(Manuel Balce Ceneta/AP)

The private equity industry received a fright on Thursday, with both President Trump and Treasury Secretary Mnuchin saying that the White House remains open to changing one of the industry's key drivers of investment returns: The deductibility of corporate interest.

What's the issue? Private equity firms usually finance their acquisitions via bank loans all of which are put onto the books of the purchased company. The company currently gets to deduct 100% of the interest on those loans. This rule also applies much more broadly, such as a small business getting to deduct the interest on a loan taken out to purchase new equipment.

Policy: The White House did not at all address this issue in its tax reform proposals, leading the private equity industry to believe the 100% deductibility would remain intact.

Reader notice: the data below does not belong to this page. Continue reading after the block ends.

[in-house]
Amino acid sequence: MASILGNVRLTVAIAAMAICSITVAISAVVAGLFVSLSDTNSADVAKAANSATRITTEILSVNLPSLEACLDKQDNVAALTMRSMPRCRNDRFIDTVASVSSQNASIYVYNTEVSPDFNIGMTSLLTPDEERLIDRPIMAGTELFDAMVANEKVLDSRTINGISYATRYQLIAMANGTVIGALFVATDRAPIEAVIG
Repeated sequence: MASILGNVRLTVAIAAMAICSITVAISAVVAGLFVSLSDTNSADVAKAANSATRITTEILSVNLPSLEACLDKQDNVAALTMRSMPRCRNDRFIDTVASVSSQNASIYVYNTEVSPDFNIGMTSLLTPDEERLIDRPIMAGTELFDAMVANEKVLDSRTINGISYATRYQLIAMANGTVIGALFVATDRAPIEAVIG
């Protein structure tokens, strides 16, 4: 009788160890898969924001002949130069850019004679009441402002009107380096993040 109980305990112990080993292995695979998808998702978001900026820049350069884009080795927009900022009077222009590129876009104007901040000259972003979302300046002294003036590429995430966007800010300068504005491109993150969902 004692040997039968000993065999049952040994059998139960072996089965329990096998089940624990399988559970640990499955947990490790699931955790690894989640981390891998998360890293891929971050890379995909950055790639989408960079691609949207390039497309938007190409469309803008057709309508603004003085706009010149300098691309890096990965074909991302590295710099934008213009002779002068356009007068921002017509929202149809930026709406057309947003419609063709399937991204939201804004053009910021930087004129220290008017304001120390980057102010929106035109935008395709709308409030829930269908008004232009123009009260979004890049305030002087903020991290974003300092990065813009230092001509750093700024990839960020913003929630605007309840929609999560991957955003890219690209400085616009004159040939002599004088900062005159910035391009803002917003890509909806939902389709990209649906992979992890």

Then came this exchange via The Economist, suggesting that the matter remains unsettled:

Will you keep interest deduction in the corporate tax? Will corporate interest payments…Trump: Do you want to answer?Mnuchin: We're contemplating it. We're contemplating it.Contemplating getting rid of it?Mnuchin: No, we're contemplating keeping it. That's our preference. But we'll look at everything.So what would your preference be Mr President? You know about that very well.Trump: No, I would say probably…I think we're contemplating is the word. And it hasn't been determined yet, but we're contemplating.

Go deeper

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Photo: courtesy of Twitter

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Pence no longer expected at Amy Coney Barrett's final confirmation vote

Photo: Ben Hasty/MediaNews Group/Reading Eagle via Getty Images

Vice President Mike Pence no longer plans to attend the Senate's final confirmation vote for Judge Amy Coney Barrett, a Pence aide confirmed to CNN and Politico on Monday. On Sunday, Senate Democrats claimed that his presence after possible exposure to the coronavirus would be a "violation of common decency."

Driving the news: Five of Pence's aides were recently diagnosed with COVID-19, including his chief of staff, who is currently quarantining. Pence has continued his campaign travel despite his possible exposure, which goes against CDC guidelines.

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